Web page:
7. Bell, Clive & Srinivasan, T N & Udry, Christopher, 1997. "Rationing, Spillover, and Interlinking in Credit Markets: The Case of Rural Punjab," Oxford Economic Papers, Oxford University Press, vol. 49(4), pages 557-85, October.
    8. Gine, Xavier & Yang, Dean, 2007. "Insurance, credit, and technology adoption : field experimental evidence from Malawi," Policy Research Working Paper Series 4425, The World Bank.
    9. MICHAEL R. CARTER & Pedro Olinto, 2000. "Getting Institutions 'Right' for Whom: Credit Constraints and the Impact of Property Rights on the Quantity and Compostiton of Investment," Wisconsin-Madison Agricultural and Applied Economics Staff Papers 433, Wisconsin-Madison Agricultural and Applied Economics Department.
    10. Paulson, Anna L. & Townsend, Robert, 2004. "Entrepreneurship and financial constraints in Thailand," Journal of Corporate Finance, Elsevier, vol. 10(2), pages 229-262, March.
    11. Steve Boucher & Catherine Guirkinger, 2007. "Risk, Wealth, and Sectoral Choice in Rural Credit Markets," American Journal of Agricultural Economics, Agricultural and Applied Economics Association, vol. 89(4), pages 991-1004.
    12. Diagne, Aliou & Zeller, Manfred, 2001. "Access to credit and its impact on welfare in Malawi:," Research reports 116, International Food Policy Research Institute (IFPRI).
    13. Bester, Helmut, 1987. "The role of collateral in credit markets with imperfect information," European Economic Review, Elsevier, vol. 31(4), pages 887-899, June.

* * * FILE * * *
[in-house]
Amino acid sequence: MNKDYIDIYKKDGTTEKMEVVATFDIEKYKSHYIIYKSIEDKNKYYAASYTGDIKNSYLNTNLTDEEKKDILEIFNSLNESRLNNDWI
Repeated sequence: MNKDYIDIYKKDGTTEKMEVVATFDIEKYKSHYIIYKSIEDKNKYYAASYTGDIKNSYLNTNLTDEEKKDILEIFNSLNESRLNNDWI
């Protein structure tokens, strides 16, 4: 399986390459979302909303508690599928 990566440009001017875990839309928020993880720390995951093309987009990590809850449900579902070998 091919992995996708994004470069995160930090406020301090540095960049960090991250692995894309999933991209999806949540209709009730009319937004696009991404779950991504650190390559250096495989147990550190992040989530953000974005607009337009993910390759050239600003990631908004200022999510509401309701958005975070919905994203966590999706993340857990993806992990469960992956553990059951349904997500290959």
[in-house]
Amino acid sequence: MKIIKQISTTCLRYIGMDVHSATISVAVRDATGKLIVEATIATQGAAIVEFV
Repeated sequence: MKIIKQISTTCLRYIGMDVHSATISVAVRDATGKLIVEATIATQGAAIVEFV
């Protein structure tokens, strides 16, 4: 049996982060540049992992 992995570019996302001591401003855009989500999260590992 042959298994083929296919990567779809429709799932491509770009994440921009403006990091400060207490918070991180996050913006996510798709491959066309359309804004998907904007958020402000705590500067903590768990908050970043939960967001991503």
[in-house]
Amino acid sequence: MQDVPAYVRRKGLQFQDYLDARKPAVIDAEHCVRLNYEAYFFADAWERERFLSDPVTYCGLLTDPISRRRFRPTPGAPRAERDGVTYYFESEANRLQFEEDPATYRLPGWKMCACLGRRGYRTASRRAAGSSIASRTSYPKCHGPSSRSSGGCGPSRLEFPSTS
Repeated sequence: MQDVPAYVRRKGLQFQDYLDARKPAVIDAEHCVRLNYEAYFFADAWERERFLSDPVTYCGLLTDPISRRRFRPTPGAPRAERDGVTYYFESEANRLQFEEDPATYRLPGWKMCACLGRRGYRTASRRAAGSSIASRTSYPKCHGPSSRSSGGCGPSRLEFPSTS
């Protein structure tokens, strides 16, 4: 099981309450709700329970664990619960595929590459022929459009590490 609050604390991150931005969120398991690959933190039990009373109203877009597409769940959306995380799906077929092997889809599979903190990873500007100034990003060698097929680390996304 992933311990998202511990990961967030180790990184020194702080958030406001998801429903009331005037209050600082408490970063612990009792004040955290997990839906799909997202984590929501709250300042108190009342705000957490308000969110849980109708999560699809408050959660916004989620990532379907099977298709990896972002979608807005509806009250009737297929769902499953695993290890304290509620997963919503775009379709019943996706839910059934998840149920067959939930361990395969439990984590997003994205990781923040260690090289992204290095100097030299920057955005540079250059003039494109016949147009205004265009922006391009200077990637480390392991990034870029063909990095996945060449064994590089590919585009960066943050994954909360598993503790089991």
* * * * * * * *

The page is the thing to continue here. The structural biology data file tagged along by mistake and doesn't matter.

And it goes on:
14. Jappelli, Tullio, 1990. "Who Is Credit Constrained in the U.S. Economy?," The Quarterly Journal of Economics, MIT Press, vol. 105(1), pages 219-34, February.
    15. Martin Petrick, 2004. "A microeconometric analysis of credit rationing in the Polish farm sector," European Review of Agricultural Economics, Foundation for the European Review of Agricultural Economics, vol. 31(1), pages 77-101, March.
    16. David Mushinski, 1999. "An analysis of offer functions of banks and credit unions in Guatemala," Journal of Development Studies, Taylor & Francis Journals, vol. 36(2), pages 88-112.
    17. Foltz, Jeremy D., 2004. "Credit market access and profitability in Tunisian agriculture," Agricultural Economics, Blackwell, vol. 30(3), pages 229-240, May.
    18. Michael Carter & Christopher Barrett, 2006. "The economics of poverty traps and persistent poverty: An asset-based approach," Journal of Development Studies, Taylor & Francis Journals, vol. 42(2), pages 178-199.
    19. Eswaran, Mukesh & Kotwal, Ashok, 1989. "Credit as insurance in agrarian economies," Journal of Development Economics, Elsevier, vol. 31(1), pages 37-53, July.
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    Cited by:
    1. Stefan Dercon & Luc Christiaensen, 2007. "Consumption risk, technology adoption and poverty traps: evidence from Ethiopia," CSAE Working Paper Series 2007-06, Centre for the Study of African Economies, University of Oxford.
    2. Ying Cao & Yuehua Zhang, 2012. "Hog insurance adoption and suppliers' discrimination: A bivariate probit model with partial observability," China Agricultural Economic Review, Emerald Group Publishing, vol. 4(2), pages 233-255, May.
    3. Swaminathan, Hema & Salcedo Du Bois, Rodrigo & Findeis, Jill L., 2010. "Impact of Access to Credit on Labor Allocation Patterns in Malawi," World Development, Elsevier, vol. 38(4), pages 555-566, April.